TitleMoment-magnitude relations in theory and practice
AuthorsThomas C. Hanks; David M. Boore
JournalJournal of Geophysical Research

The observation that motivates this study is the difference in c values in moment-magnitude relations of the form log M0 = cML + d between central and southern California. This difference is not at all related to geographical area; rather, it results from positive curvature in the log M0 - ML plane and the relatively large number of ML < 5 earthquakes in the central California data set. With the prescription that the far-field shear waves from which ML is taken be finite-duration, band-limited, white Gaussian noise in acceleration, we can estimate ML as a function of M0 alone, by fixing the arms stress drop at 100 bars and fmax at 15 Hz. These model calculations fit available California moment-magnitude data for 0 ≲ ML ≲ 7, 1017 ≲ M0 ≲ 1028 dyne cm with striking accuracy. This range in source strength is entire: earthquakes with M0 ≥ 1028 dyne cm are unlikely to occur in California, and earthquakes with ML < 0 cannot be recorded in California, at least under ordinary conditions of recording earthquakes at ordinary hypocentral depths. More fundamentally, the remarkably good fit of model to data implies that the arms stress drop of 100 bars (to a factor of 2 or so) is a stable and pervasive feature of all (ML ≳ 2 1/2) California earthquakes whose spectral corner frequency lies in the "visible" bandwidth, f0 ≤ fmax.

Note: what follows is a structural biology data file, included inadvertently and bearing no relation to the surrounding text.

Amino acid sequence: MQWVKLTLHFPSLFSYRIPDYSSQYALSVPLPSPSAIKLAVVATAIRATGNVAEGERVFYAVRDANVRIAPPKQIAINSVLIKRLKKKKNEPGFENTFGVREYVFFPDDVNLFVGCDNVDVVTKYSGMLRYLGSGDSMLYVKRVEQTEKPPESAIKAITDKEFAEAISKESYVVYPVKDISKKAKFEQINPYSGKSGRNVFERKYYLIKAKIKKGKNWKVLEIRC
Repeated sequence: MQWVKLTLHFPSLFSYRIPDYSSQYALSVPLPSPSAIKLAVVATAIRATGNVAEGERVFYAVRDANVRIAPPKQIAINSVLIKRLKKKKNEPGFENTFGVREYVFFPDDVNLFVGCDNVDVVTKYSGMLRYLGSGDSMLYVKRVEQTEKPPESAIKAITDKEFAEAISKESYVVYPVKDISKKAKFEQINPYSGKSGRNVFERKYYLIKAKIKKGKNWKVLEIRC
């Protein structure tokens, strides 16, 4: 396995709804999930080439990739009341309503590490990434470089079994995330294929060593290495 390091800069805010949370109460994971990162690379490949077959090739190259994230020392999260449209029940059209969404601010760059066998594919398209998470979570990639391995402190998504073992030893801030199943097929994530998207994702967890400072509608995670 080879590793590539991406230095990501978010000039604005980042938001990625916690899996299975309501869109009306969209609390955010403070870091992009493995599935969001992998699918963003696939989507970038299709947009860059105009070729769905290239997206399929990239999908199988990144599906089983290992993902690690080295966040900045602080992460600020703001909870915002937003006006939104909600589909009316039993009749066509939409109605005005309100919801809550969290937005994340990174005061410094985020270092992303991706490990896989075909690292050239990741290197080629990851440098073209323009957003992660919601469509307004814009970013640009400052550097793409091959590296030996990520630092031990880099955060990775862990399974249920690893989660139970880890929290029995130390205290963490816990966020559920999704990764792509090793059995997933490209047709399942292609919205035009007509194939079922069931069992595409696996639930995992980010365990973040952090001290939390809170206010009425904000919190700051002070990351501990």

NoFileURLAccess Date
1.PDF Document (570.65 KB)
Created: Serkan GIRGIN, 2013/01/28 16:49:13

Risk Assessment

Natural Hazards

Industrial Plants